BALDWIN, Kan. (AP) — Baldwin High School is celebrating its second national title in an aerospace technology competition. A team from the northeast Kansas school on Saturday won the national finals of the Real World Design Challenge in Washington D.C. The competition is sponsored by federal agencies, private aerospace companies and governments of participating states. The Lawrence Journal-World reports teams in the competition were required to digitally design tail sections and wings for a light-aviation aircraft. Teams then had to demonstrate their designs could fly from Kitty Hawk, North Carolina to Dayton, Ohio. Pam Davis is team coach. Baldwin competed in the final round against teams from Nevada and Pennsylvania. The three teams made the finals after competing Saturday morning with 28 other teams. Baldwin also won the national championship in 2010.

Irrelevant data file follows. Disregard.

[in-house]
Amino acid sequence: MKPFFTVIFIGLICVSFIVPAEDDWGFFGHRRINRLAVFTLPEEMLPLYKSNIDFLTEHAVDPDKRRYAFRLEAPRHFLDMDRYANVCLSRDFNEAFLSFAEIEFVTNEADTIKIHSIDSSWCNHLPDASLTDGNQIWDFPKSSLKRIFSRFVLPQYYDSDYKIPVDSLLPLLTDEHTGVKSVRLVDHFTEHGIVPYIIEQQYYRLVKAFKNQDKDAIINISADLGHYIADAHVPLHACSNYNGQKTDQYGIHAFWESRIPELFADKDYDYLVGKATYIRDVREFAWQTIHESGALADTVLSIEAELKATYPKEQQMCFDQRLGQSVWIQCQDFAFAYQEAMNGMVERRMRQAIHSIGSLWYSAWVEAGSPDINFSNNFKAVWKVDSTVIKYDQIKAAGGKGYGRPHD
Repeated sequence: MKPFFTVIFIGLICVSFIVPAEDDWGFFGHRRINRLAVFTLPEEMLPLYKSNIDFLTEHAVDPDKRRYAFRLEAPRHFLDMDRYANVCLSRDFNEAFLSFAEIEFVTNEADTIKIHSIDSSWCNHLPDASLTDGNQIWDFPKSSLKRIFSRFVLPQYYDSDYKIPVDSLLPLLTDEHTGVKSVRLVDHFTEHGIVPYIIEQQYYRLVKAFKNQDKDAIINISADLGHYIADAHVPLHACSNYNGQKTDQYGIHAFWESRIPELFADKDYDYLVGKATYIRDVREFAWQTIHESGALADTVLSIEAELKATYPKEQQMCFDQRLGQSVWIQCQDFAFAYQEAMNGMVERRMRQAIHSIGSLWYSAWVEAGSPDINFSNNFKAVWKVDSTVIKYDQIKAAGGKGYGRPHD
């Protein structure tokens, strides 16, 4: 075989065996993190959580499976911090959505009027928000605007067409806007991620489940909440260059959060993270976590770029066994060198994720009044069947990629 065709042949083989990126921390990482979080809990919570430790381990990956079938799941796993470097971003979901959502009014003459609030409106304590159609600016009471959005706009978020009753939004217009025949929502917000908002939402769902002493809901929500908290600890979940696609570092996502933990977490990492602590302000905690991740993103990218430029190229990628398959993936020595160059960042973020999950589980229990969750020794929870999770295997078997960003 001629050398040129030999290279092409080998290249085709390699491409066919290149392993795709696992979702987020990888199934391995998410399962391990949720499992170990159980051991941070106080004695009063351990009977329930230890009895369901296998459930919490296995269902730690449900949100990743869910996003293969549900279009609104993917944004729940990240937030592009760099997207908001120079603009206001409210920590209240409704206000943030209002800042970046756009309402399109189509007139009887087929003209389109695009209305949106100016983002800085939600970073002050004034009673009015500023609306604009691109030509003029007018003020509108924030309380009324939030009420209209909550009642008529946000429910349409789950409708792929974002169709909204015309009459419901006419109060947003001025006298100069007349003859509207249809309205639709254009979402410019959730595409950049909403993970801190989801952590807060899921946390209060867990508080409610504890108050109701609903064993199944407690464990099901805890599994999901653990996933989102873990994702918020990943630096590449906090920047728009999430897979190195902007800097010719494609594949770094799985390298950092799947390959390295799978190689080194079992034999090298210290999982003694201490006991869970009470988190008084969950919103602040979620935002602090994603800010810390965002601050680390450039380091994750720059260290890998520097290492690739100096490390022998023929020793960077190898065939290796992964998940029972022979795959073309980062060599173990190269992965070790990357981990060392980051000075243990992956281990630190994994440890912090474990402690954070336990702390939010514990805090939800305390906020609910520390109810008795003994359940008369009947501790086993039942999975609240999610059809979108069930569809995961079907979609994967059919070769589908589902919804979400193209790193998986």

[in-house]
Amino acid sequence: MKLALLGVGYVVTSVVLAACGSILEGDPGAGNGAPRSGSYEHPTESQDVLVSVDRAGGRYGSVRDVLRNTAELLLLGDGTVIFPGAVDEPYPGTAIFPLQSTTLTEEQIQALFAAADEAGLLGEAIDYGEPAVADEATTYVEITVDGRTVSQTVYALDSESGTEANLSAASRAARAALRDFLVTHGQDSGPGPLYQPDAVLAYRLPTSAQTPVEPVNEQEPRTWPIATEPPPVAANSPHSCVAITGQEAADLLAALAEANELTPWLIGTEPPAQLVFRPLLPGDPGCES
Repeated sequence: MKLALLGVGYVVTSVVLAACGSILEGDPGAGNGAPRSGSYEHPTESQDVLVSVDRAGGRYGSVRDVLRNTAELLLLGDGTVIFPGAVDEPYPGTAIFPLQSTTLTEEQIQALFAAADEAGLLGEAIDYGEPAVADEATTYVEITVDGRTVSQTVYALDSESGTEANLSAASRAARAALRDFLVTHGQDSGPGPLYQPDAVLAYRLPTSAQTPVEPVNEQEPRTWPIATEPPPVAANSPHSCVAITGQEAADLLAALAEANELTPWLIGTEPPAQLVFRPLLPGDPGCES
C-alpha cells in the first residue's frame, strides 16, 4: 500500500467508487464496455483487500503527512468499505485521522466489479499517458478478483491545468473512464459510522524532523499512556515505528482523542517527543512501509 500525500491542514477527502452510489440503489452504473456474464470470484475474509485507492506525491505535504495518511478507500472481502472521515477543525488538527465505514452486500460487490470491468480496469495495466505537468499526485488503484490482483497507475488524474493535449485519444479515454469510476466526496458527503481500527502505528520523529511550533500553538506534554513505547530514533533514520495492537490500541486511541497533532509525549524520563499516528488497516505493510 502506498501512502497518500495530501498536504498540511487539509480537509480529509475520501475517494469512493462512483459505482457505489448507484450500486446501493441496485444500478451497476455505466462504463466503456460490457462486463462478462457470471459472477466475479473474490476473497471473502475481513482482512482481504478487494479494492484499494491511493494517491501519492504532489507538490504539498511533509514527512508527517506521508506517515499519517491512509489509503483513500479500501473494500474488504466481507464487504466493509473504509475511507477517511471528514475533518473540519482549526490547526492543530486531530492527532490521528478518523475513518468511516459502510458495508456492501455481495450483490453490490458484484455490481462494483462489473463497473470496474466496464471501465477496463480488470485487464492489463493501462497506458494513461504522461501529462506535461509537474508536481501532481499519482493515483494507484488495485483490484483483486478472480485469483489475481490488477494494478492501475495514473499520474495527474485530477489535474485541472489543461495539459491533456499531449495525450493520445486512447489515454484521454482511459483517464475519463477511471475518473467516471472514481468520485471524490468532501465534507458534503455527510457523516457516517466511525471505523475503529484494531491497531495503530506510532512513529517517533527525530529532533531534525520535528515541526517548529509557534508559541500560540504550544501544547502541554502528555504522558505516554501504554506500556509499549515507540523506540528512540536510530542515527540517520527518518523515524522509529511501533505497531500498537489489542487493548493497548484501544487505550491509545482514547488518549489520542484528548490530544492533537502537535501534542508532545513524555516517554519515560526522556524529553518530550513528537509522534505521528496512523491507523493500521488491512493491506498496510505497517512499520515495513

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3 Kansas Schools Win 'Green' Designation

WASHINGTON (AP) — Three schools in Kansas have been awarded "green ribbon" honors from the U.S. Department of Education. The department said in a release Monday that the schools are Eisenhower High in Goddard, Erie High in Erie and Brookwood Elementary in Leawood. The federal agency began the Green Ribbon Schools program last year. It honors schools that use a comprehensive approach to sustainability by cutting utility costs and providing healthy learning environments. The Kansas schools given the one-year designation were among 78 honored nationwide.

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NE Kansas Man to Be Tried on Child Sex Charge